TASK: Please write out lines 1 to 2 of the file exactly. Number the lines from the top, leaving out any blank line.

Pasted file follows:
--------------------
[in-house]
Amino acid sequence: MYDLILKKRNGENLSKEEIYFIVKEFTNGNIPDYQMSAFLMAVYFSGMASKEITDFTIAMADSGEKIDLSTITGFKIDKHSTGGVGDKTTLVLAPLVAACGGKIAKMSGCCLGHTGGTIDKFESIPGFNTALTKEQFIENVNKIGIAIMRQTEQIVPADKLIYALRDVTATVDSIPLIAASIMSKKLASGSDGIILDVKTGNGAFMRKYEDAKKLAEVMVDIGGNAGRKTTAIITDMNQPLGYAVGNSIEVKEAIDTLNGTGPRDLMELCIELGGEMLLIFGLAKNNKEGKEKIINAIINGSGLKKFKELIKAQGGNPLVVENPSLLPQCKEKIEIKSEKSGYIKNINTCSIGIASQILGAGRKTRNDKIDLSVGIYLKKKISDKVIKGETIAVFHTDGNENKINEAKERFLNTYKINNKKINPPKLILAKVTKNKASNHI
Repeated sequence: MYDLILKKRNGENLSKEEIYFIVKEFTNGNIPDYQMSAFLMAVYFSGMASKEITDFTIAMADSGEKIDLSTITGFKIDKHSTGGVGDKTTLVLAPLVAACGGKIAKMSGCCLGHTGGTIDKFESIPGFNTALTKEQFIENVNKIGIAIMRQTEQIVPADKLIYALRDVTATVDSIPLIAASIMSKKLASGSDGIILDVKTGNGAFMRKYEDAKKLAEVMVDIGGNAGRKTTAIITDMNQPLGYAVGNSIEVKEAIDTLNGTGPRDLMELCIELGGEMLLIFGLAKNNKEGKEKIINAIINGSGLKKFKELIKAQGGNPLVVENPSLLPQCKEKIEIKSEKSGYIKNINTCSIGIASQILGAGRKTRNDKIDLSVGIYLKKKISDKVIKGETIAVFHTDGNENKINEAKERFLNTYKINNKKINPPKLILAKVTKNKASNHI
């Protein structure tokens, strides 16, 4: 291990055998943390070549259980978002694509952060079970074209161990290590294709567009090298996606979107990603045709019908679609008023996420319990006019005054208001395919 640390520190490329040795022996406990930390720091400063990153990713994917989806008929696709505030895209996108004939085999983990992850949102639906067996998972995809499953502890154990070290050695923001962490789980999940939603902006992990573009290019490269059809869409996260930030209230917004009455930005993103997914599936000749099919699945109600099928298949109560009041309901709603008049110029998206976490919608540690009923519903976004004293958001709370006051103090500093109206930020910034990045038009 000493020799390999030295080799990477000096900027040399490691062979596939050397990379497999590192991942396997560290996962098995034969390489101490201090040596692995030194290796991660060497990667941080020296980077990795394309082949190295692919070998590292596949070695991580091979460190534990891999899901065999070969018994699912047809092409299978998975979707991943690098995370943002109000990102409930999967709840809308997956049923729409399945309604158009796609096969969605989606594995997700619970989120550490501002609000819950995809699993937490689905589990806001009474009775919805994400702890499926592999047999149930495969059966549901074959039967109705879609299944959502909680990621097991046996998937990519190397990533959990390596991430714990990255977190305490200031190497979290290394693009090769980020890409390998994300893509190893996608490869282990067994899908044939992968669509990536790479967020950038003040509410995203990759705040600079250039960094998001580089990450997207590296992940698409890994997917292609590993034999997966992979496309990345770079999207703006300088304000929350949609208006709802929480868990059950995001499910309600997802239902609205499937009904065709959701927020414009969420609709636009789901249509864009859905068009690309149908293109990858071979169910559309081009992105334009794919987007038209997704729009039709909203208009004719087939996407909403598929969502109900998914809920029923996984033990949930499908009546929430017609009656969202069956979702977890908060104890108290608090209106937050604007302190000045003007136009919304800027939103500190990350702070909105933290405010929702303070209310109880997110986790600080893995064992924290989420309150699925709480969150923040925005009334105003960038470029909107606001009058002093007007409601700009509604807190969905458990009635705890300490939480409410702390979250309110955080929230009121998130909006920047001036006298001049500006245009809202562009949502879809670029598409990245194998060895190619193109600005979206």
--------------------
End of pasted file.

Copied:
[in-house]
Amino acid sequence: MYDLILKKRNGENLSKEEIYFIVKEFTNGNIPDYQMSAFLMAVYFSGMASKEITDFTIAMADSGEKIDLSTITGFKIDKHSTGGVGDKTTLVLAPLVAACGGKIAKMSGCCLGHTGGTIDKFESIPGFNTALTKEQFIENVNKIGIAIMRQTEQIVPADKLIYALRDVTATVDSIPLIAASIMSKKLASGSDGIILDVKTGNGAFMRKYEDAKKLAEVMVDIGGNAGRKTTAIITDMNQPLGYAVGNSIEVKEAIDTLNGTGPRDLMELCIELGGEMLLIFGLAKNNKEGKEKIINAIINGSGLKKFKELIKAQGGNPLVVENPSLLPQCKEKIEIKSEKSGYIKNINTCSIGIASQILGAGRKTRNDKIDLSVGIYLKKKISDKVIKGETIAVFHTDGNENKINEAKERFLNTYKINNKKINPPKLILAKVTKNKASNHI